Korean culture, entertainment and culinary delights will be shared and celebrated during the fifth annual Coming Together in Skokie and Niles Township.
More than 60 events and activities are planned during the next six weeks as village officials join hands with the local Korean-American community, Niles Township High School District 219 and library officials in Skokie, Morton Grove, Niles and Lincolnwood to spread knowledge about Korea.
From Skokie Review:
SKOKIE — Coming Together in Skokie & Niles Township celebrates the Korean culture with an opening ceremony featuring an exhibit and refreshments at 1:30 p.m. Jan. 26 and a cultural program at 2 p.m. at Niles West High School.
The event will highlight Taekwondo, K-Pop, traditional performances and more.
This officially launches some 60-plus eclectic Korean-themed programs over the next six weeks at various Niles Township venues. The following is a schedule of events categorized by the type of activity being held.
Now in its fifth year, Coming Together in Skokie and Niles Township is a unique program begun by Niles Township High School District 219, Skokie Public Library, the Village of Skokie, the Holiday Inn North Shore/Skokie, and the Indian Community of Niles Township. During the winter, we explore in depth a different culture each year through reading and discussing common books and enjoying a host of other exciting activities. The event takes place during a six-week period from January through March. Our first four years showcased the Asian Indian, Filipino, Assyrian, and Greek communities. Thousands of residents attended book sessions, lectures, dramas, and musical events for each celebration.
For this year, Skokie is celebrating Korean culture, and I can’t tell you how honored I am that they chose my first novel, Everything Asian, for their adults and high school students selection. An entire community is reading my book, right now — and I have proof!
That thumbnail graphic on the left is from the Skokie Public Library catalog, and there are enough copies of my book in circulation that I actually have to scroll the page to get to the end. During the month of February, the following discussions will take place:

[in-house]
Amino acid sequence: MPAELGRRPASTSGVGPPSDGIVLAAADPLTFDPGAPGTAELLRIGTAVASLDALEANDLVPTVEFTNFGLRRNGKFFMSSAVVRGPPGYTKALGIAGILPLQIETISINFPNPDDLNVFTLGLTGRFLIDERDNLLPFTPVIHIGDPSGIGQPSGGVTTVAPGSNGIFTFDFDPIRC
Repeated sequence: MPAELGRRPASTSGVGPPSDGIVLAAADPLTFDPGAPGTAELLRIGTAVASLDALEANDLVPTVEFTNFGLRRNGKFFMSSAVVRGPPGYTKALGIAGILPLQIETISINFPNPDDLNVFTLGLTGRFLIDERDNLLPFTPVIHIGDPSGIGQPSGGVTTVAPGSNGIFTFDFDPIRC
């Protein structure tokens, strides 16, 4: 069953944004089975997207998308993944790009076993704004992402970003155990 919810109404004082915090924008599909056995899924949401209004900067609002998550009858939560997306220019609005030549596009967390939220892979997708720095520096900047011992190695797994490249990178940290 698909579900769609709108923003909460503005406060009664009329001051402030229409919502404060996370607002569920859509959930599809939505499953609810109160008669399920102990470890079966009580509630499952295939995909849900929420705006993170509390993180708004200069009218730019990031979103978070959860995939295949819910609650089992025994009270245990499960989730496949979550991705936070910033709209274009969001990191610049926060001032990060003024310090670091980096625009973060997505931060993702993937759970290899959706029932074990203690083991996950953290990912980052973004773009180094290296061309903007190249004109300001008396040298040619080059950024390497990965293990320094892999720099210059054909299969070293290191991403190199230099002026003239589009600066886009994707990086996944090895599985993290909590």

Book Discussion: Everything Asian
When: Saturday, February 8, 2014, 1PM
Where: Skokie Public Library – Off-Site (Korean Cultural Center of Chicago, 930 Capitol Drive, Wheeling)
When: Monday, February 24, 7PM
Where: Skokie Public Library
Lit Lounge Book Discussion – Everything Asian
Where: Skokie Public Library – Off-Site (Curragh Irish Pub, 8266 Lincoln Avenue)
Everything Asian: Exploring Family and Gender Narratives in Korean American Literature
In Everything Asian we are presented with narratives that touch upon the Korean American experience from multiple perspectives. In this lecture, Professor Ji-Yeon Yuh of Northwestern University will expose and deconstruct these narratives to provide deeper insight on the themes of immigration, family, and gender as they relate to the experiences of contemporary Koreans and Korean Americans.
When: Wednesday, February 19, 7PM
Where: Skokie Public Library
I’m especially grateful to Jessi Schulte and Lynnanne Pearson of the Skokie Public Library for their kindness and guidance, and to Skokie’s First Lady Susan Van Dusen for spearheading this wonderful event. I’ll be making my visit to Skokie and Nile Township in March, and I can hardly wait!
The author of Everything Asian, this year’s featured book for Coming Together in Skokie and Niles Township, will speak and be available to autograph his book.
Thursday, March 6, 7PM
Skokie Public Library